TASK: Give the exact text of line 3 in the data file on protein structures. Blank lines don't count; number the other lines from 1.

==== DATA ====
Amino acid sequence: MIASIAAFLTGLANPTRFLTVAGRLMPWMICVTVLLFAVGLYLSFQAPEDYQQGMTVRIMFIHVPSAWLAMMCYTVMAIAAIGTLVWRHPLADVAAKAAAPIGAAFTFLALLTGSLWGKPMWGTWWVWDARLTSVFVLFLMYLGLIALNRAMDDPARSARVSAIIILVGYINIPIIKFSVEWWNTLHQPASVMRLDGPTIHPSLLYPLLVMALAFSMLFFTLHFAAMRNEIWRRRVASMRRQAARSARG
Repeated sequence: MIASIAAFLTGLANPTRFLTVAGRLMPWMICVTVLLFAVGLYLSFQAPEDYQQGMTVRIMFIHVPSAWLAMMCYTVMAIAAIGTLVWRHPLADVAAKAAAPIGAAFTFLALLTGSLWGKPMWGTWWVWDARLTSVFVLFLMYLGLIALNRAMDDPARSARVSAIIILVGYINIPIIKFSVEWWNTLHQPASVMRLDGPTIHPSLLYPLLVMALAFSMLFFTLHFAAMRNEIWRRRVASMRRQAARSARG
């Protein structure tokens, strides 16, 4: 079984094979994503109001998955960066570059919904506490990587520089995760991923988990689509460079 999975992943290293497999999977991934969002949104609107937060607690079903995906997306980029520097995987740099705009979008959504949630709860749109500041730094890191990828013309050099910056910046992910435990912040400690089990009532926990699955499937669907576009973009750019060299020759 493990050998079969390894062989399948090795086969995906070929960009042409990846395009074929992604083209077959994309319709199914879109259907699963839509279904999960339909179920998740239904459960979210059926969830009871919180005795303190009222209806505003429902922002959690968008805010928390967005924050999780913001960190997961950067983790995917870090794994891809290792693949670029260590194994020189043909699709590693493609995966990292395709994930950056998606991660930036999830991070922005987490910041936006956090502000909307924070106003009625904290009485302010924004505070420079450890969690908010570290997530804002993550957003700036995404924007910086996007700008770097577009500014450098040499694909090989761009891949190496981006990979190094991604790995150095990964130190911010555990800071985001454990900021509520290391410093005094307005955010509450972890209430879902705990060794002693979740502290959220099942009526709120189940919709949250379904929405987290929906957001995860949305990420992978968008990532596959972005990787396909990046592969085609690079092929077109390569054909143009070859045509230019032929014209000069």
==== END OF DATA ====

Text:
């Protein structure tokens, strides 16, 4: 079984094979994503109001998955960066570059919904506490990587520089995760991923988990689509460079 999975992943290293497999999977991934969002949104609107937060607690079903995906997306980029520097995987740099705009979008959504949630709860749109500041730094890191990828013309050099910056910046992910435990912040400690089990009532926990699955499937669907576009973009750019060299020759 493990050998079969390894062989399948090795086969995906070929960009042409990846395009074929992604083209077959994309319709199914879109259907699963839509279904999960339909179920998740239904459960979210059926969830009871919180005795303190009222209806505003429902922002959690968008805010928390967005924050999780913001960190997961950067983790995917870090794994891809290792693949670029260590194994020189043909699709590693493609995966990292395709994930950056998606991660930036999830991070922005987490910041936006956090502000909307924070106003009625904290009485302010924004505070420079450890969690908010570290997530804002993550957003700036995404924007910086996007700008770097577009500014450098040499694909090989761009891949190496981006990979190094991604790995150095990964130190911010555990800071985001454990900021509520290391410093005094307005955010509450972890209430879902705990060794002693979740502290959220099942009526709120189940919709949250379904929405987290929906957001995860949305990420992978968008990532596959972005990787396909990046592969085609690079092929077109390569054909143009070859045509230019032929014209000069």